Oct 8, 2013
06:56 PMThe Connecticut Story
Rwandan Genocide Survivor and LGBT Advocate Holding Guilford Fundraiser
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Among Daniel U. Ndamwizeye’s memories is one from a dozen years ago. Then, the West Haven resident was 11 and getting on a plane to leave his native Rwanda for Zambia, the first leg of a journey from pain to salvation, from tragedy to opportunity and freedom.
That freedom means the Southern Connecticut State University (SCSU) graduate and TD Bank employee can live openly, and comfortably, as a gay man, a status that parts of the world and some of its cultures still struggle to understand, and to accept as simply another shade of normal.
But Ndamwizeye, who goes by the Americanized name Daniel Trust (Ndamwizeye means “I Trust Him” in Kinyarwanda), is not content to rest on the acceptance that has followed his “coming out story.” Instead, he has world-altering aspirations.
Ndamwizeye created a non-profit foundation in 2009 whose mission is to foster links with charitable and educational organizations that aid orphaned children and provide resources to assist the children in their educational and career goals, as well as in their day-to-day lives.
Through the foundation and his increasing number of high-profile motivational speaking appearances, he also acts as an LGBT (Lesbian, Gay, Bisexual and Transgender) advocate, determined to help young people feel secure and supported as they navigate issues of sexual identity.
Those efforts will come into sharp focus Thursday when The Daniel Trust Foundation, Inc. holds its first fundraiser at the Ayuthai Royal Thai Cuisine restaurant in Guilford, from 6:30 to 9:30 p.m., followed by an after-party at Bar nightclub in New Haven. The fundraiser centers on filling the coffers of The Daniel Trust Scholarship Fund, and a “special Connecticut teacher” will be honored at the event. Tickets, at $40, can be ordered online, and include an open buffet and wine bar, with music by DJ Keemy.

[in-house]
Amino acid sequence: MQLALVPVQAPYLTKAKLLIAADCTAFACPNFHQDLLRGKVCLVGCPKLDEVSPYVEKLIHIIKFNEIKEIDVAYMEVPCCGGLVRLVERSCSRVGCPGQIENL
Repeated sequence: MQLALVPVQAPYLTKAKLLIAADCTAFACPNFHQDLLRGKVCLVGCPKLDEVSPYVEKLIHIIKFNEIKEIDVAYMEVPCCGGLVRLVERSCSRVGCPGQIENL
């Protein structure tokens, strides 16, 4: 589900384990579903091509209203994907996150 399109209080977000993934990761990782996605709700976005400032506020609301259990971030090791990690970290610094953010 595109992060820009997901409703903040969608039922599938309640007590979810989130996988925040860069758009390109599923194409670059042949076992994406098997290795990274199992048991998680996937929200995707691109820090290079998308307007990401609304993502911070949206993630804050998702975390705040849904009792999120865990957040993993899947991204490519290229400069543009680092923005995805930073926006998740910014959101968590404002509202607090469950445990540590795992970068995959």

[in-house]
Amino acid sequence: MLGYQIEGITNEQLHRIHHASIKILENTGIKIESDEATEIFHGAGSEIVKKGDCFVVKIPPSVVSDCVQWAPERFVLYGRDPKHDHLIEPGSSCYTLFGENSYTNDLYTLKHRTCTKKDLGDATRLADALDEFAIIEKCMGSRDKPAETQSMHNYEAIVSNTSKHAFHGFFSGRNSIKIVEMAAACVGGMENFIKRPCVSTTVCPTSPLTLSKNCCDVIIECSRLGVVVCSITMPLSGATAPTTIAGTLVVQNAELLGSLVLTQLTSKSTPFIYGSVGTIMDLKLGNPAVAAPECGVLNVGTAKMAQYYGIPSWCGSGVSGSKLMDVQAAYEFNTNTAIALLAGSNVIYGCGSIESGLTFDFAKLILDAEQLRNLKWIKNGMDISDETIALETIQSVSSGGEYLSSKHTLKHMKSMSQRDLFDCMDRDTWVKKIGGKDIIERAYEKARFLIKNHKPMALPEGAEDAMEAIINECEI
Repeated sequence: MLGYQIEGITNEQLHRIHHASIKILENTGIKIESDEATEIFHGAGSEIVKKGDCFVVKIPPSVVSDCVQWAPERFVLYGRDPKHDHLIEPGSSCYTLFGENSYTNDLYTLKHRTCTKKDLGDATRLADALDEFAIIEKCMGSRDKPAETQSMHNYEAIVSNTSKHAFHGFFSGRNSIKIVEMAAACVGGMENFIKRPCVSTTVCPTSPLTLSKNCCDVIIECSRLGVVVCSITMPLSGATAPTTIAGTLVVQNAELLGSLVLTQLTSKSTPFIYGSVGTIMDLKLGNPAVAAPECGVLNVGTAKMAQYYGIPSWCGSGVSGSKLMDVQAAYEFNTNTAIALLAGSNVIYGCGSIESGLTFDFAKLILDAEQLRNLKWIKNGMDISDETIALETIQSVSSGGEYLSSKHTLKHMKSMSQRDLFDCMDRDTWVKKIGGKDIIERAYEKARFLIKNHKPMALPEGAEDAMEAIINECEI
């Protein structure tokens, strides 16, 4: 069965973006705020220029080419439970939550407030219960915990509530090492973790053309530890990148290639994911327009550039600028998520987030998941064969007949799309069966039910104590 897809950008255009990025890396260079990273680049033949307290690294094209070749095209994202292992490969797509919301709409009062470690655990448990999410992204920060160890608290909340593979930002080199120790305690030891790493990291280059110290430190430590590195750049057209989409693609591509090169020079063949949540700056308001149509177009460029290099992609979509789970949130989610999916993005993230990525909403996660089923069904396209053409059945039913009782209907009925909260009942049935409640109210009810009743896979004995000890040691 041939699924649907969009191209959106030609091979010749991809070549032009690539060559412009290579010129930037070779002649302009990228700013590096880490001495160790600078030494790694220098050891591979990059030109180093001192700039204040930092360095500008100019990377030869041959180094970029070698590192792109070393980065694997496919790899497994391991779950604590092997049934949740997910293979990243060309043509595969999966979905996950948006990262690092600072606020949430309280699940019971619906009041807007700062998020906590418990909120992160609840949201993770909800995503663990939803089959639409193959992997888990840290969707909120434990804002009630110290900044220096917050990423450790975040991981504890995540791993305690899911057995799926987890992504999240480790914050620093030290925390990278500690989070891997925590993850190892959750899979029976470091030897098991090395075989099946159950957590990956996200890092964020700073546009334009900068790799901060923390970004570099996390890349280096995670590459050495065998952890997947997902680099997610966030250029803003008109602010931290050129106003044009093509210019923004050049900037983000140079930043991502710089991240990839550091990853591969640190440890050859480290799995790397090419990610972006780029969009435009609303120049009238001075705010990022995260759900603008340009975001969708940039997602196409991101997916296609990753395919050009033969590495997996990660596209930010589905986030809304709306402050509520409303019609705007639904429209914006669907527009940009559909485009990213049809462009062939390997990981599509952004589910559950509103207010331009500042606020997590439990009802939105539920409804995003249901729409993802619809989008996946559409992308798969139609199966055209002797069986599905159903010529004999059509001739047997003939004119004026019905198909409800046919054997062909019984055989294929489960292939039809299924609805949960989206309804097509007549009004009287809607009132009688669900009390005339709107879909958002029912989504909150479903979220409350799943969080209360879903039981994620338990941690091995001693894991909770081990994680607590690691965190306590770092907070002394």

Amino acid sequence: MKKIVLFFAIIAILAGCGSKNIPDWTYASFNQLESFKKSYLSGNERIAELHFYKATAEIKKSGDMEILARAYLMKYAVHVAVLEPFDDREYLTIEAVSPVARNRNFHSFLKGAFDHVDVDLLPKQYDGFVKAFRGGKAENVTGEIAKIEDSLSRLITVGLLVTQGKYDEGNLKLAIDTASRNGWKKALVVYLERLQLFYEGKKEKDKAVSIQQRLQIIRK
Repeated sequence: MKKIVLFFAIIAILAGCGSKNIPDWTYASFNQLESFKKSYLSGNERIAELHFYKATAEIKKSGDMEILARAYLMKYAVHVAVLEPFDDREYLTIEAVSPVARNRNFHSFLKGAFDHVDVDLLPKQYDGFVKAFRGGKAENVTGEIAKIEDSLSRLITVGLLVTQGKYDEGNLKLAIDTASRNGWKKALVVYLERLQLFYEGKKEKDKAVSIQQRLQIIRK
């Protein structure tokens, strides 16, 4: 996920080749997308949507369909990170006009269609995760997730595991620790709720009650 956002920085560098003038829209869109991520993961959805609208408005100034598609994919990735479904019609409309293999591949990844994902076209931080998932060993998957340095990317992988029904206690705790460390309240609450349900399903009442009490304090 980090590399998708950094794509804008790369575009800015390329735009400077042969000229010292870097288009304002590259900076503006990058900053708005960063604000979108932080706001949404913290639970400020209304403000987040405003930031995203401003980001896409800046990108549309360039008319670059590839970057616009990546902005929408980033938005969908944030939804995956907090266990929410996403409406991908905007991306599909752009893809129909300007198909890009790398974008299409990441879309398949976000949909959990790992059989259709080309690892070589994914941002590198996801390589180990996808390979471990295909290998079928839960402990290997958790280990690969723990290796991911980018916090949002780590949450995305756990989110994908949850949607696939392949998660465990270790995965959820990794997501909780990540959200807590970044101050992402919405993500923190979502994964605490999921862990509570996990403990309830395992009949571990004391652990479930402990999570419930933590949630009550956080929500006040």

“I am introducing a teacher’s award [for those] who take it to the next level,” Ndamwizeye said over coffee recently at Fuel in New Haven. He talked about a special teacher who will be the initial honoree, but asked that her identity not be revealed in order to preserve the surprise.
The award, to be given to outstanding teachers at each annual fundraiser, will be $500 to start, and will grow “eventually as the foundation grows,” said Ndamwizeye, who will also begin offering scholarships—at $500 or $1,000 initially—to graduating high school seniors who are “doing something good that is greater than themselves.”
To understand how Ndamwizeye got to this point, and to see how tragedy can be transformed into beauty like clay in a sculptor’s hands, you have to go back to what happened before that plane trip to Zambia—to the Rwandan Genocide in 1994.
The genocide represented the culmination of decades of ethnic tensions, and when the crisis came, beginning with the assassination of Rwandan President Juvénal Habyarimana on April 6, 1994, Hutus engaged in a mass slaughter of the Tutsis. According to human rights organizations, 800,000 men, women, and children were killed. Others place the total closer to 1 million dead.
“Daniel Ndamwizeye can still hear the screams of his mother as she was beaten to death, a victim of the 1994 Rwandan genocide that also claimed the lives of his father and two of his sisters,” is how a story about Ndamwizeye on the SCSU website opens. He was 5 at the time.